Only Guatemala followed in the US’s footsteps in moving its diplomatic mission to Jerusalem.
Alleged leaks of the plan, denied by Mr Trump, have suggested it could declare settlements in the occupied West Bank legal.
It is unclear if the plan will support Palestinian statehood, but The Jerusalem Post reported it is expected to include annexing all Israeli settlements to Israel, along with most of the Jordan Valley.
The US proposal could also withdraw from the creation of a Palestinian state with East Jerusalem as its capital after Mr Trump in 2018 recognised Jerusalem as Israel's capital.
The reaction of international powers could be key. The EU is likely to reaffirm its support for a two-state solution.
US Democrats have also expressed their opposition. Senator Bob Menendez and the chairman of the House committee on foreign affairs, Eliot Engel, on Monday released a statement criticising Mr Trump's approach to solving the conflict.
“The establishment of a Palestinian state would provide a home for millions of Palestinians," they said.
"The Palestinian people deserve the right to self-determination, and the United States should support this goal.
“A two-state solution cannot be born on the backs of unilateral actions from either side. Unilateral actions do not contribute to a sustainable peace and would not serve US interests.
"Unilateral steps would make it harder to come back to the negotiating table and could set unrealistic expectations and unachievable demands."
Mr Shtayyeh said Palestinian Authority President Mahmoud Abbas would call a meeting of the Palestinian leadership to discuss the best ways to respond to the plan.
In Gaza on Monday, a few hundred Palestinians protested against the Trump plan, which they ironically call the "Deal of the Century".
Mr Trump did not call the document a final outcome but said: “It is very important for peace in the Middle East.”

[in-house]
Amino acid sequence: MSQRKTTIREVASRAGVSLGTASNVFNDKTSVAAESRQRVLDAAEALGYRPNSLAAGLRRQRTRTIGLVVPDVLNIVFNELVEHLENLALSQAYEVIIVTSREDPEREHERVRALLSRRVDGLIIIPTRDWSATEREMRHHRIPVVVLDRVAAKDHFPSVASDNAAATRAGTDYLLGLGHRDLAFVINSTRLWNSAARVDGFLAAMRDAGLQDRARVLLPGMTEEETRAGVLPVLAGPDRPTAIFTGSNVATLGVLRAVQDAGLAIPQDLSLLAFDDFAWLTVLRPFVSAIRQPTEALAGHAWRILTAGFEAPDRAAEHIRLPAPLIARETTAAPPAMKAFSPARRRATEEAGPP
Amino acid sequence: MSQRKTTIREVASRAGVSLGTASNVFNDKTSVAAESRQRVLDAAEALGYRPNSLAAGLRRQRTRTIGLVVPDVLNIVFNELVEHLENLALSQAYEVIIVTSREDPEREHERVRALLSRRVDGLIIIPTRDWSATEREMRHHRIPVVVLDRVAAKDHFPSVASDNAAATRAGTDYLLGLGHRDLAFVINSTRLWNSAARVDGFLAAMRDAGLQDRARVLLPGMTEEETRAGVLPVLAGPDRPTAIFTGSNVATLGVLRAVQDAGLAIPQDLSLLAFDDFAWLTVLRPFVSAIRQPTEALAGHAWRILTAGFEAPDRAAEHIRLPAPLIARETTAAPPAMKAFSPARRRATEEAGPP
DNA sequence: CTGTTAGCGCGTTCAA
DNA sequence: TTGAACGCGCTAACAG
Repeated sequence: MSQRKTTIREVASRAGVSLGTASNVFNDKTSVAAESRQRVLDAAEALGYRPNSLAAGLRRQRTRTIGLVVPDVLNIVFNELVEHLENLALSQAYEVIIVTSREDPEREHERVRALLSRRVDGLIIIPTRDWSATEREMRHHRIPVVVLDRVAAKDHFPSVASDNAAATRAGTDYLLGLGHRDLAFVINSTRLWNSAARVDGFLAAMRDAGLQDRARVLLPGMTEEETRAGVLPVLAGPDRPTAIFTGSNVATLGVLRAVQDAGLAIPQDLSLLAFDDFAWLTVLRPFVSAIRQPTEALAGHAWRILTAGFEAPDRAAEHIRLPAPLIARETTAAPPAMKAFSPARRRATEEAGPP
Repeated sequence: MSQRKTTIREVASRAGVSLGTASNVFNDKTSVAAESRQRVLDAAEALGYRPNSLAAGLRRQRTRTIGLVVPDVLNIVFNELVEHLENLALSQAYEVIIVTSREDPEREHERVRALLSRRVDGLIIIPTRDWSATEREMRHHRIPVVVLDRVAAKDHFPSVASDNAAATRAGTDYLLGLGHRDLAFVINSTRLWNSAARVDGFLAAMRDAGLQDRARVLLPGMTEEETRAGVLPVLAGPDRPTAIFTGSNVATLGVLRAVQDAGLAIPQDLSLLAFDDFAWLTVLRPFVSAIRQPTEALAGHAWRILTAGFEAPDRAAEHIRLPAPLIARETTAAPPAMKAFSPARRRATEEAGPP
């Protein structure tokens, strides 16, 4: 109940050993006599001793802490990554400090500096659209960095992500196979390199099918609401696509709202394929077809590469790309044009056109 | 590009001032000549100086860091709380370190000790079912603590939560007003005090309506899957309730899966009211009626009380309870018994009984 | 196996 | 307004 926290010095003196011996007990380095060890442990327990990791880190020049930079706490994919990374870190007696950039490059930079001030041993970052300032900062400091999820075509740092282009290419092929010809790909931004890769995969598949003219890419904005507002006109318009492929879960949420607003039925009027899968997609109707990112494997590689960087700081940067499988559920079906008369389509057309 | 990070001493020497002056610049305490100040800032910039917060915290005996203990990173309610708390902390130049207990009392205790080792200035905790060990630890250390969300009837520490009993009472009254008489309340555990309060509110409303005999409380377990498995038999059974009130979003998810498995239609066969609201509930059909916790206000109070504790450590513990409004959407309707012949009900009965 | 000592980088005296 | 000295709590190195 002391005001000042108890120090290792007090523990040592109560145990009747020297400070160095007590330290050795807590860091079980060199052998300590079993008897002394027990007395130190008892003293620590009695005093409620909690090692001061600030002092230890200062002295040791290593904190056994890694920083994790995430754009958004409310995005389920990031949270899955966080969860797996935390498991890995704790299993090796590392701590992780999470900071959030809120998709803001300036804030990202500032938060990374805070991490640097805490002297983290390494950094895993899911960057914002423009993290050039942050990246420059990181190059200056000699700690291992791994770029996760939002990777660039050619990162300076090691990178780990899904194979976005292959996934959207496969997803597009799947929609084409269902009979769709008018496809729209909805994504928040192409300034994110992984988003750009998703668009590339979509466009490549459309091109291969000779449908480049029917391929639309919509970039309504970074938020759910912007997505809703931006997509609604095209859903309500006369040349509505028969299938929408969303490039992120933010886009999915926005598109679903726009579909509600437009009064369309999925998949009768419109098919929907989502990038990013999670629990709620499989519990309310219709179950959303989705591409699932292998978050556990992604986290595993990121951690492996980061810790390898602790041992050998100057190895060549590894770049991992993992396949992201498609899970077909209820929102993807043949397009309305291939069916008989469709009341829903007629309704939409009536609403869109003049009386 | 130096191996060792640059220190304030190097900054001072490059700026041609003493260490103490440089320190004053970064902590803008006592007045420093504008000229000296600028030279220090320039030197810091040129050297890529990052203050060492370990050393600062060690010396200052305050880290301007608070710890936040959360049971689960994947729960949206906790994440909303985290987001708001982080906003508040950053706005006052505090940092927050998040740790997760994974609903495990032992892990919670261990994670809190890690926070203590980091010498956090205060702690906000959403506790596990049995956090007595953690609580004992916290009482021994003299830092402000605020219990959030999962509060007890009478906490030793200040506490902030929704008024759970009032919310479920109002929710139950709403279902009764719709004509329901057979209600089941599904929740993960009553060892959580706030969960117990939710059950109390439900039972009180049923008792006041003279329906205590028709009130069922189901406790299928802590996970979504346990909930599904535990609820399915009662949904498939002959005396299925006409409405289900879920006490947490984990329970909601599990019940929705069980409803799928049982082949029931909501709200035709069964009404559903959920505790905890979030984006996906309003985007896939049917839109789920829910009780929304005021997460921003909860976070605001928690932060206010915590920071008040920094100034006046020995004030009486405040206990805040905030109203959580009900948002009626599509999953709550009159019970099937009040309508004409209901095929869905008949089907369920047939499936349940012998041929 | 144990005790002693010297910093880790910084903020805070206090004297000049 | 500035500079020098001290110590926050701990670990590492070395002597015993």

“We have to get others to to agree to it. Many of the Arab nations have agreed to it. They think it’s a big start. It’s a fantastic start.”
Arab governments have so far not commented on the document and there is no evidence to suggest they have seen it.
Robert Satloff, the executive director at the Washington Institute for Near East Policy, called the decision by Mr Trump to release the peace plan a departure from traditional American policy.
“It wasn’t the role of a US president to be a peace planner, but to create an environment by which Israelis and Palestinians can negotiate,” Mr Satloff said in a briefing on Monday.
The expert said the three components to the plan should be its objective, how to get there and a timetable.
But Khaled Elgindy, a senior fellow at the Middle East Institute, decried the idea of not including the Palestinians in the process. “The notion that an American president, in consultation with two Israeli leaders, could decide on the future of Palestinians without any Palestinian involvement seems to epitomise Mr Trump’s overall approach to the conflict – to hold the very notion of Palestinian agency in contempt,” Mr Elgindy wrote.
He called the approach “misguided and bizarre”, and one that would “fundamentally redefine the basic terms of an Israeli-Palestinian settlement by effectively doing away with the possibility of a two-state solution".